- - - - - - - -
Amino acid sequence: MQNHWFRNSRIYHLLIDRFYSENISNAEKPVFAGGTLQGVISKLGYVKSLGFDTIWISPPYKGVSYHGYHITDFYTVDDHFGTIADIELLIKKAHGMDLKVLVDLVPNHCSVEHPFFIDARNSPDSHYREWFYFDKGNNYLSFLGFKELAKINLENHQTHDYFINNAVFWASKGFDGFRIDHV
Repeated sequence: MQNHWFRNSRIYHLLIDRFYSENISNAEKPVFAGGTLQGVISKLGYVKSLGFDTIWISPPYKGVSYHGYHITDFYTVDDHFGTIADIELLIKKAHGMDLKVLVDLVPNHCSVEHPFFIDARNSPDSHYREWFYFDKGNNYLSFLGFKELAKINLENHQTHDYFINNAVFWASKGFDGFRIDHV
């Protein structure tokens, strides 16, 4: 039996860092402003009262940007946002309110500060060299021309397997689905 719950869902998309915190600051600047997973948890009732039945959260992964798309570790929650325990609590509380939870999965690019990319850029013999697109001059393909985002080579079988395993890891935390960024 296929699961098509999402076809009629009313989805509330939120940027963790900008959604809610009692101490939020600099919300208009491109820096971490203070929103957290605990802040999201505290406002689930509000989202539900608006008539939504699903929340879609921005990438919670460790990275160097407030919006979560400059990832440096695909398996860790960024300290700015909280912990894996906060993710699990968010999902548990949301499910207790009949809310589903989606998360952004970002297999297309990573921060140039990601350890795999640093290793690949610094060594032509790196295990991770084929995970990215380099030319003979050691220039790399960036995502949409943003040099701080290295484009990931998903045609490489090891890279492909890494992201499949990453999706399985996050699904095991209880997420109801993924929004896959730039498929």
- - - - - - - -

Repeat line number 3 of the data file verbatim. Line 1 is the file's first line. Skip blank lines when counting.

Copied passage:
């Protein structure tokens, strides 16, 4: 039996860092402003009262940007946002309110500060060299021309397997689905 719950869902998309915190600051600047997973948890009732039945959260992964798309570790929650325990609590509380939870999965690019990319850029013999697109001059393909985002080579079988395993890891935390960024 296929699961098509999402076809009629009313989805509330939120940027963790900008959604809610009692101490939020600099919300208009491109820096971490203070929103957290605990802040999201505290406002689930509000989202539900608006008539939504699903929340879609921005990438919670460790990275160097407030919006979560400059990832440096695909398996860790960024300290700015909280912990894996906060993710699990968010999902548990949301499910207790009949809310589903989606998360952004970002297999297309990573921060140039990601350890795999640093290793690949610094060594032509790196295990991770084929995970990215380099030319003979050691220039790399960036995502949409943003040099701080290295484009990931998903045609490489090891890279492909890494992201499949990453999706399985996050699904095991209880997420109801993924929004896959730039498929």